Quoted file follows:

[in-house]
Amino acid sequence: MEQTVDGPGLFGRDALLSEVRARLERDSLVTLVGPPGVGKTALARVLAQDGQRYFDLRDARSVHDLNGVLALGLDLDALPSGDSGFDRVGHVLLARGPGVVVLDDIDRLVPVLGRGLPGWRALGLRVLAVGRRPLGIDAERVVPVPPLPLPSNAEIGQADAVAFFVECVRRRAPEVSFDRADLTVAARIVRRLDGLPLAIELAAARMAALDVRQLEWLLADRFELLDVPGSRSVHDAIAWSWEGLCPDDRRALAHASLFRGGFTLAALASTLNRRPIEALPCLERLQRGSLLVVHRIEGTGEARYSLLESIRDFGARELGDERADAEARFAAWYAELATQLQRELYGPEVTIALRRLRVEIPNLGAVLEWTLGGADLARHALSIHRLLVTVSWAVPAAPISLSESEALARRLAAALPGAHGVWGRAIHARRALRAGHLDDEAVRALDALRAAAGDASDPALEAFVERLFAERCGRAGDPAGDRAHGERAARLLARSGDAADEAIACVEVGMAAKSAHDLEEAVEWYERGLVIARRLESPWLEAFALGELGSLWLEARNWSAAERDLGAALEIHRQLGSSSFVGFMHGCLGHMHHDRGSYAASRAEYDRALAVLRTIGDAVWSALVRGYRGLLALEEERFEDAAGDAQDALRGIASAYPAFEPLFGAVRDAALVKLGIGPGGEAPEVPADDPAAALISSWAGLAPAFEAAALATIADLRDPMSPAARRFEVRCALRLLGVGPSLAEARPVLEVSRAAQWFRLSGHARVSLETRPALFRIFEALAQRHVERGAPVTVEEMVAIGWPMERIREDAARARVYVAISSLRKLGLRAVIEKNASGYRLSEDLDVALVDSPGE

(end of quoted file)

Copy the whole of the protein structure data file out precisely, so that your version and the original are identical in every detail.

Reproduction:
[in-house]
Amino acid sequence: MEQTVDGPGLFGRDALLSEVRARLERDSLVTLVGPPGVGKTALARVLAQDGQRYFDLRDARSVHDLNGVLALGLDLDALPSGDSGFDRVGHVLLARGPGVVVLDDIDRLVPVLGRGLPGWRALGLRVLAVGRRPLGIDAERVVPVPPLPLPSNAEIGQADAVAFFVECVRRRAPEVSFDRADLTVAARIVRRLDGLPLAIELAAARMAALDVRQLEWLLADRFELLDVPGSRSVHDAIAWSWEGLCPDDRRALAHASLFRGGFTLAALASTLNRRPIEALPCLERLQRGSLLVVHRIEGTGEARYSLLESIRDFGARELGDERADAEARFAAWYAELATQLQRELYGPEVTIALRRLRVEIPNLGAVLEWTLGGADLARHALSIHRLLVTVSWAVPAAPISLSESEALARRLAAALPGAHGVWGRAIHARRALRAGHLDDEAVRALDALRAAAGDASDPALEAFVERLFAERCGRAGDPAGDRAHGERAARLLARSGDAADEAIACVEVGMAAKSAHDLEEAVEWYERGLVIARRLESPWLEAFALGELGSLWLEARNWSAAERDLGAALEIHRQLGSSSFVGFMHGCLGHMHHDRGSYAASRAEYDRALAVLRTIGDAVWSALVRGYRGLLALEEERFEDAAGDAQDALRGIASAYPAFEPLFGAVRDAALVKLGIGPGGEAPEVPADDPAAALISSWAGLAPAFEAAALATIADLRDPMSPAARRFEVRCALRLLGVGPSLAEARPVLEVSRAAQWFRLSGHARVSLETRPALFRIFEALAQRHVERGAPVTVEEMVAIGWPMERIREDAARARVYVAISSLRKLGLRAVIEKNASGYRLSEDLDVALVDSPGE